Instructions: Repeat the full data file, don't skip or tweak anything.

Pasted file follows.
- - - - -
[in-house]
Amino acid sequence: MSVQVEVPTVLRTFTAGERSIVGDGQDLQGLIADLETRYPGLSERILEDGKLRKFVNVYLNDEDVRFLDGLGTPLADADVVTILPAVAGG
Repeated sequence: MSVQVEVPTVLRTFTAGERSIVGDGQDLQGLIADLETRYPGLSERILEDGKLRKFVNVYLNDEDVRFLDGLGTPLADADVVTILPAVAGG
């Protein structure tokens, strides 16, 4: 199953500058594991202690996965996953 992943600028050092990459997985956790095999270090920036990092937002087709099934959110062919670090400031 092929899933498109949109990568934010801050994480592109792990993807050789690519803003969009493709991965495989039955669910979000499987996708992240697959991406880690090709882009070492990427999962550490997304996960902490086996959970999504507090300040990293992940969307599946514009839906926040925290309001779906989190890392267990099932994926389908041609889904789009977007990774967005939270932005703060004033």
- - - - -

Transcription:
[in-house]
Amino acid sequence: MSVQVEVPTVLRTFTAGERSIVGDGQDLQGLIADLETRYPGLSERILEDGKLRKFVNVYLNDEDVRFLDGLGTPLADADVVTILPAVAGG
Repeated sequence: MSVQVEVPTVLRTFTAGERSIVGDGQDLQGLIADLETRYPGLSERILEDGKLRKFVNVYLNDEDVRFLDGLGTPLADADVVTILPAVAGG
């Protein structure tokens, strides 16, 4: 199953500058594991202690996965996953 992943600028050092990459997985956790095999270090920036990092937002087709099934959110062919670090400031 092929899933498109949109990568934010801050994480592109792990993807050789690519803003969009493709991965495989039955669910979000499987996708992240697959991406880690090709882009070492990427999962550490997304996960902490086996959970999504507090300040990293992940969307599946514009839906926040925290309001779906989190890392267990099932994926389908041609889904789009977007990774967005939270932005703060004033």